How Workplace Discrimination Has Changed Over the Last Generation.


‍In the past few years, we’ve seen an uptick in conversations about workplace discrimination. But that’s nothing new: People have been talking about combating discrimination in the workplace for decades.

While many of the details of how and where discrimination occurs have changed over time, people have been concerned with these issues for centuries. In the early 1900s, women were being kept out of factories because it was believed they would contaminate the men working there. In the 1920s, African Americans were being systematically excluded from almost every industry and trade because of their skin color. In the 1990s, men who came to Canada as refugees faced challenges getting jobs because they were labeled a security risk after having grown up in a war-torn country.

These are just a few examples of common workplace discrimination; there are many more. But why does this keep happening? How has it evolved over time? And what can you do to combat it?

What is workplace discrimination?

Discrimination is treating someone differently due to a protected characteristic they have no control over. You might have colleagues, or even managers, who are treating you differently without realizing why.

You might have colleagues who are treating you differently because they’re not aware that it’s impacting you negatively. And you might have colleagues who are treating you differently because they’re racist, sexist, or otherwise prejudiced.

You can experience discrimination in many ways, including hiring, promotion, pay, and more. Discrimination can be intentional or unintentional. And it can come from other employees — or even customers.

How discrimination has changed over time

Discrimination is as old as civilization itself, but the type of discrimination we see today has changed dramatically over time. Below, we’ll talk about the different types of discrimination, how they’ve changed, and how they’ve stayed the same.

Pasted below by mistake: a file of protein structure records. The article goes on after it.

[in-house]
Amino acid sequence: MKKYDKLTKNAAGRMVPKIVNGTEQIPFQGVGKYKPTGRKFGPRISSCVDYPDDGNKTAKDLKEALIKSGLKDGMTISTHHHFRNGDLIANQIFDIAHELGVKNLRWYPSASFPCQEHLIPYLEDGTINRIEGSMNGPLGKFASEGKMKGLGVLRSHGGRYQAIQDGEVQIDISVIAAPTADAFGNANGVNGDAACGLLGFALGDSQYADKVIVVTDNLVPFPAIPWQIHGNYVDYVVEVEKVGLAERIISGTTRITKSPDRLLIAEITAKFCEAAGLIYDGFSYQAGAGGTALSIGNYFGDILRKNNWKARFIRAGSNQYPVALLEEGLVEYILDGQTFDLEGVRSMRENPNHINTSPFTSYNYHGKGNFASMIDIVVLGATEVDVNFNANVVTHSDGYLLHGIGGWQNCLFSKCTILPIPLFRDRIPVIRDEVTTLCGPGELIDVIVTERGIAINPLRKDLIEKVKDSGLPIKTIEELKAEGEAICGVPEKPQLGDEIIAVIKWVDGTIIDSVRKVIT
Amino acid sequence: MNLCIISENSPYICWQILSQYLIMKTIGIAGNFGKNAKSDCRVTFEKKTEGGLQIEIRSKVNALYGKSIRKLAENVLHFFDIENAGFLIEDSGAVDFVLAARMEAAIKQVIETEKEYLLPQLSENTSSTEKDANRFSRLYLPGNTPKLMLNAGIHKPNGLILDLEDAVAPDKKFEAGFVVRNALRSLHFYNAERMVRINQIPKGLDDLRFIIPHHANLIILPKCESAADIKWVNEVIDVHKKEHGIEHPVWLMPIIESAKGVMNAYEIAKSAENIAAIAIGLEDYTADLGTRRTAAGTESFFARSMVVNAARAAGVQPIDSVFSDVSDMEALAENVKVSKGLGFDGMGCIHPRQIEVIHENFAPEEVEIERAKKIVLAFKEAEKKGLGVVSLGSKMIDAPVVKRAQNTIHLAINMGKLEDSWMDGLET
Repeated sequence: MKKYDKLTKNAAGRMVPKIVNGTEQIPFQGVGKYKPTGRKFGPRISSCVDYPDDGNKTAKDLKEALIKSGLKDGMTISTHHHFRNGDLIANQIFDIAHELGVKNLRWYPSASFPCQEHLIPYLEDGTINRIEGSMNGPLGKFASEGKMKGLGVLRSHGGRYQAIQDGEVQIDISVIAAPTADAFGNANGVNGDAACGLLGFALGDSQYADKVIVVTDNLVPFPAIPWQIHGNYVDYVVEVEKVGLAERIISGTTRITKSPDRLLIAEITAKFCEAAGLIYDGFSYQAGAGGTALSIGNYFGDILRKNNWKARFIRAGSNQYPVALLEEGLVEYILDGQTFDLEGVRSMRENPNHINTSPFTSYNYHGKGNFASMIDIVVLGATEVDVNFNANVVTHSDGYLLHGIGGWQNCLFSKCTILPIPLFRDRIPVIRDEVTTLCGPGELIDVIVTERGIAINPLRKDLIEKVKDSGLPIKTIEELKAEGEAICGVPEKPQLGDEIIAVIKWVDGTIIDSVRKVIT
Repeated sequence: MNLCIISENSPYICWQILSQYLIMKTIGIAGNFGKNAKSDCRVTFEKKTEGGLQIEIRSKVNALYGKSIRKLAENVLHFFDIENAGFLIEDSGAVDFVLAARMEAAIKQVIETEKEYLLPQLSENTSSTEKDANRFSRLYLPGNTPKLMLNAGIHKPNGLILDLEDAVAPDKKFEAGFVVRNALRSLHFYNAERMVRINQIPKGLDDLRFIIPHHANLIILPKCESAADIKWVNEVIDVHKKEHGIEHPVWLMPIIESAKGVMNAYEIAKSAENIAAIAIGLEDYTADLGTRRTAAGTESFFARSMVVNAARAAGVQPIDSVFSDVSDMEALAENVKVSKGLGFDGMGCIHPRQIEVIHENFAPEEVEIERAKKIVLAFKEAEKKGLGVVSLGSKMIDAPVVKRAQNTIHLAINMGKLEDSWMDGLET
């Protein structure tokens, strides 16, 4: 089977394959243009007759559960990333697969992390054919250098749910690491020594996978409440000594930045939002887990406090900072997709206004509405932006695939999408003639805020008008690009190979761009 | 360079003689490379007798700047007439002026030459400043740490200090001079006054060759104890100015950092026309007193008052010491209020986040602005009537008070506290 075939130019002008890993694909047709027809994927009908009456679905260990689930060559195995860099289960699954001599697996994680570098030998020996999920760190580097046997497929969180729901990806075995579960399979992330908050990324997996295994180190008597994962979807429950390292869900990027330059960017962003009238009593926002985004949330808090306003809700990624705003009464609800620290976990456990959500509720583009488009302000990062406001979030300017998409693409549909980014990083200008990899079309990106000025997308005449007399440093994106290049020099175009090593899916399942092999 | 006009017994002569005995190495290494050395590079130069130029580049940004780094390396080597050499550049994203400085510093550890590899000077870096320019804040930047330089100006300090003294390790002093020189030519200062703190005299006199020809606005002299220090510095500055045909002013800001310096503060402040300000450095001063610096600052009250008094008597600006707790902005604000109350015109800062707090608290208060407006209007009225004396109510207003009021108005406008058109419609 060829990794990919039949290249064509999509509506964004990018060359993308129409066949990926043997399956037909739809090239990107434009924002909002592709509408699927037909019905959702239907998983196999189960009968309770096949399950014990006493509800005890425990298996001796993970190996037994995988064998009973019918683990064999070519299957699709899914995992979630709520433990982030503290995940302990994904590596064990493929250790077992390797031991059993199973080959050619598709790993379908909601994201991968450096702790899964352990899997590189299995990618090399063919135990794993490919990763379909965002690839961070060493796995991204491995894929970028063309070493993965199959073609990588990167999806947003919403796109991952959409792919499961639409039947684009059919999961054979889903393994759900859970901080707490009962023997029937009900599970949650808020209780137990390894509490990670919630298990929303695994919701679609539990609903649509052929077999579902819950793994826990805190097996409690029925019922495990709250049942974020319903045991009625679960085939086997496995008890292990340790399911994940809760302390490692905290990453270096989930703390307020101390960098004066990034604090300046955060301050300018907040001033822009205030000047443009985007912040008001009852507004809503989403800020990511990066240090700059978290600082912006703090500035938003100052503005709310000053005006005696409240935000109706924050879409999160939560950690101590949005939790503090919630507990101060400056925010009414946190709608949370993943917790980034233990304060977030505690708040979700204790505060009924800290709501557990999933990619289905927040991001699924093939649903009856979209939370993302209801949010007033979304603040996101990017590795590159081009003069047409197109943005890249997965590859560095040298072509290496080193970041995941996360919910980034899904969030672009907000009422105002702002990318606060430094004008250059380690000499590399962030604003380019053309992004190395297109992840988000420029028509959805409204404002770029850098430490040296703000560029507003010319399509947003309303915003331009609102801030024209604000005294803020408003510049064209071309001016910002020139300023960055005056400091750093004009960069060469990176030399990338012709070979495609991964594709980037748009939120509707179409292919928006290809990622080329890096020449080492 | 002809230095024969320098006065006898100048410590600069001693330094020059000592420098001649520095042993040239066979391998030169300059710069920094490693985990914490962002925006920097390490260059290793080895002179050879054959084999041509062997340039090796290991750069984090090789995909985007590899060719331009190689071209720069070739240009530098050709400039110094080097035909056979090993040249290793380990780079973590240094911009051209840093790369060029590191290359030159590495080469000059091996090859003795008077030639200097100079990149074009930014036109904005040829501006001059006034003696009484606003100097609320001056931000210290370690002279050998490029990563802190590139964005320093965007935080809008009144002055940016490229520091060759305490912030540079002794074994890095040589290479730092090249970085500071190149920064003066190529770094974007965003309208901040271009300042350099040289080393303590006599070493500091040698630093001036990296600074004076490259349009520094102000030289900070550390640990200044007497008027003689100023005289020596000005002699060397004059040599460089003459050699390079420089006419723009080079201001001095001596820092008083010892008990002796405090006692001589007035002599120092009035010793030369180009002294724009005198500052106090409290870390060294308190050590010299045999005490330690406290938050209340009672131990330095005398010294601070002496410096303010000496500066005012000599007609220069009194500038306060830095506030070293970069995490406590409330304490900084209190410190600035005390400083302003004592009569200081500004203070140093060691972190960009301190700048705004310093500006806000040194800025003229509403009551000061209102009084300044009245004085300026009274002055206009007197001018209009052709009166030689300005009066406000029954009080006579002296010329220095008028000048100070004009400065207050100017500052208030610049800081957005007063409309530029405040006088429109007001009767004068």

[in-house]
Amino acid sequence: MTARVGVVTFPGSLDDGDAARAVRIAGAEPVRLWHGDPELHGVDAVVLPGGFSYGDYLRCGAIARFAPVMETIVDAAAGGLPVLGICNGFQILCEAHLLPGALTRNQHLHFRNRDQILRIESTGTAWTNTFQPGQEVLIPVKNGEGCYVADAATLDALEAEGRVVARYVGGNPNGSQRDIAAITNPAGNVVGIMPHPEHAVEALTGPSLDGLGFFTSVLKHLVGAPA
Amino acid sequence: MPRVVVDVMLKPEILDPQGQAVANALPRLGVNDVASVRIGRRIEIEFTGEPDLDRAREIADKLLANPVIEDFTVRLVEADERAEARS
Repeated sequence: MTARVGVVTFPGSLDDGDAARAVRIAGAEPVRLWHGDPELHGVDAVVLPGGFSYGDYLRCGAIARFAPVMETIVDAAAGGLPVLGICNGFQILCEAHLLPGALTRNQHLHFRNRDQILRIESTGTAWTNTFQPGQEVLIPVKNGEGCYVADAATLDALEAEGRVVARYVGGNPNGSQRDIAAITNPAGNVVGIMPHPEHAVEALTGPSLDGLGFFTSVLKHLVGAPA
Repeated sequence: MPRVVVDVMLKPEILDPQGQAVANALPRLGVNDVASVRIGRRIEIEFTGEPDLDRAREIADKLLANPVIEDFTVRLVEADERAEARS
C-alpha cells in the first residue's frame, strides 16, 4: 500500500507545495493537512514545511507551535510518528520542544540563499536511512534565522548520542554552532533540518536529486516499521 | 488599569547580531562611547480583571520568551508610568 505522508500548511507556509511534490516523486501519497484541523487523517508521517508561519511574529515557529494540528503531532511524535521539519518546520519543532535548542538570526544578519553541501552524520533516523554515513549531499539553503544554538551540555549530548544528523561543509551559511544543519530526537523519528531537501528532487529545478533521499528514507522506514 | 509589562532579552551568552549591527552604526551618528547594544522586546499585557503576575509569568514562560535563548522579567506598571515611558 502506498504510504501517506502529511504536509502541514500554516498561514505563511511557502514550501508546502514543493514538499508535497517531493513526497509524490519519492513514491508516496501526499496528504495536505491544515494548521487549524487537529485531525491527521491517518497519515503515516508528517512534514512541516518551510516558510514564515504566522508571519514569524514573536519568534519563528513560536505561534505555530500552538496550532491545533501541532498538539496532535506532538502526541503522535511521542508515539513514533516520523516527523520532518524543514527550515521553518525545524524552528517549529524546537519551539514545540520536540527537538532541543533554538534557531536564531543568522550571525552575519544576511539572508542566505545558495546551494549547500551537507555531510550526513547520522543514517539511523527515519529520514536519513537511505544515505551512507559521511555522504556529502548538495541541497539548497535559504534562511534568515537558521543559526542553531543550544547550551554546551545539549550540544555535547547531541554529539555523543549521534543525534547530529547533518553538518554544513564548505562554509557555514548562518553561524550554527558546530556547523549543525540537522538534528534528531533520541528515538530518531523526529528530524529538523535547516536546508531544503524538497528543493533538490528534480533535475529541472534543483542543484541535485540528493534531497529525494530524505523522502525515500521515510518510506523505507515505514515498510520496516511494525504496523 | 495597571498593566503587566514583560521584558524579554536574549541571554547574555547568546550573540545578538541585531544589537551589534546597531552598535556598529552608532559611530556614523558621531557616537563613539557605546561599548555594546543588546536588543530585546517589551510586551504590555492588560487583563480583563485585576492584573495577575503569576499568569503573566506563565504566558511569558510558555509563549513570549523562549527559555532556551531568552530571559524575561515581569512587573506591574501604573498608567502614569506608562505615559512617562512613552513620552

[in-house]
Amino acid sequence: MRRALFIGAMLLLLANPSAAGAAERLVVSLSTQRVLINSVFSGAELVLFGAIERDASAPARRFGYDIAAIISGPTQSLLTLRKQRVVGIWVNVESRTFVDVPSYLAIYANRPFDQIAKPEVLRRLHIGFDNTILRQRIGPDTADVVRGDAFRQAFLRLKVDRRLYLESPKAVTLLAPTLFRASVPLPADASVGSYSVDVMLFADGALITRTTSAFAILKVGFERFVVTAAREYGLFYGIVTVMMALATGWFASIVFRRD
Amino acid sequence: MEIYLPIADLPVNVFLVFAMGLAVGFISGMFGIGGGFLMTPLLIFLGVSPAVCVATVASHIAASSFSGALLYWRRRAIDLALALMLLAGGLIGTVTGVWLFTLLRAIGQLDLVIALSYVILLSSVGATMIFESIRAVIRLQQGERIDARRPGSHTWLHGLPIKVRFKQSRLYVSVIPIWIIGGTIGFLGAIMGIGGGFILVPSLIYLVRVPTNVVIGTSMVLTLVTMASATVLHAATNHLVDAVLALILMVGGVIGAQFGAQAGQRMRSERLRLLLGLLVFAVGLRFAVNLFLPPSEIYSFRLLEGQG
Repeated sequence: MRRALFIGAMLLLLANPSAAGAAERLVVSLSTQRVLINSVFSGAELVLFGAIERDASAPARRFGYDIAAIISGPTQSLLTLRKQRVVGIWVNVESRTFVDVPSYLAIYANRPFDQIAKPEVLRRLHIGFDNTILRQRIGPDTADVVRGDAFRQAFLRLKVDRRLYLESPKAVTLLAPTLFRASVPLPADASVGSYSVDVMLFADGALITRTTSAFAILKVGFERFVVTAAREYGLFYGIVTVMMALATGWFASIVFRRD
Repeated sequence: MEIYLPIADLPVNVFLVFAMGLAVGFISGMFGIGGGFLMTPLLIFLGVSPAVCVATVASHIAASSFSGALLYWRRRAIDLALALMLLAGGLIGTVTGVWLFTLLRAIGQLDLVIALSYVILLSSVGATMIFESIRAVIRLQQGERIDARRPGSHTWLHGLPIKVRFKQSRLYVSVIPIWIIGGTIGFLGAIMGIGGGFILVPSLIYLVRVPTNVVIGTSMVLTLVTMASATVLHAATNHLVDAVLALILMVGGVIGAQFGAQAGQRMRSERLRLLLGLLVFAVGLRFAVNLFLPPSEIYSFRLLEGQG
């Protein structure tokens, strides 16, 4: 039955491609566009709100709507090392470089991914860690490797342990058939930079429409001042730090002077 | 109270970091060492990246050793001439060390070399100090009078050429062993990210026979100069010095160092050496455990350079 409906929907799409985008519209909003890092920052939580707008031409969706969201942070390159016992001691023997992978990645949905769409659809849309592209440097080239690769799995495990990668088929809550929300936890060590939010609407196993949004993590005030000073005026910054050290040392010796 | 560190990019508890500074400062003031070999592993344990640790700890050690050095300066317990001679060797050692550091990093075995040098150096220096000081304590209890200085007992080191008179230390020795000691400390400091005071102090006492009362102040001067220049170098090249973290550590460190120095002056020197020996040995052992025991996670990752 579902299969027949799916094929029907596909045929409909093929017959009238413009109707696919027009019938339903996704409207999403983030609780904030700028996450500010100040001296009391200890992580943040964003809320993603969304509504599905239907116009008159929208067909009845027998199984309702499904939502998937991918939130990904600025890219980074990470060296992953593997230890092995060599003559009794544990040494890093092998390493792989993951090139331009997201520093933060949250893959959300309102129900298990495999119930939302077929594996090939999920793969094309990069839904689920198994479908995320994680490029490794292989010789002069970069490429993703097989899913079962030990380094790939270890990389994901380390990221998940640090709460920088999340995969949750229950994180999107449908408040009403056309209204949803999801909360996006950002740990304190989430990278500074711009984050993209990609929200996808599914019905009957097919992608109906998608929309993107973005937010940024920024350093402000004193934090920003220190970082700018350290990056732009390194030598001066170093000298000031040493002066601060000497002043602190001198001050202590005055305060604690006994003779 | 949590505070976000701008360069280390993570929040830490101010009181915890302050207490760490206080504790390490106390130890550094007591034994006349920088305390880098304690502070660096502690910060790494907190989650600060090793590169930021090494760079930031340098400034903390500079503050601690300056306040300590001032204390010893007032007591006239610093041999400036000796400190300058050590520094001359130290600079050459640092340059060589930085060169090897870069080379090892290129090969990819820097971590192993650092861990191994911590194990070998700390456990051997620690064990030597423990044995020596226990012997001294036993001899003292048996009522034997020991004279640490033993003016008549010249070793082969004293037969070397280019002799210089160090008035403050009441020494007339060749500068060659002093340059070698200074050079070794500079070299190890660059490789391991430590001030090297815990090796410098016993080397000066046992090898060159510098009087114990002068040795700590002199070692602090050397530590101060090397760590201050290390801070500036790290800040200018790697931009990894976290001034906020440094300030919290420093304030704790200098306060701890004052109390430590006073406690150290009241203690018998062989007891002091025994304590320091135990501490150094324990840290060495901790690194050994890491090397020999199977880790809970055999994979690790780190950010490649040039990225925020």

Racial discrimination: In the past, people were openly prejudiced against certain races and nationalities. Racial discrimination is more subtle now. It’s not that someone is openly prejudiced; it’s that they’re prejudiced without realizing it.

Gender discrimination: Gender discrimination used to be more overt, meaning that people openly disapproved of women. It’s now more subtle, meaning that people are prejudiced without knowing it. It’s not about people being overtly sexist; it’s about them being prejudiced without knowing it.

Age discrimination: People used to be openly biased against older workers, leading to age discrimination. Nowadays, age discrimination is more subtle, although it still exists. It’s not about people being openly ageist; rather, it’s about them being biased without realizing it.

Religion discrimination: In the past, religion discrimination occurred more often due to open religious intolerance. This meant that people would be openly biased against people of certain religions. Nowadays, religion discrimination is more subtle. It’s not about people being openly intolerant; it’s about them being biased without realizing it.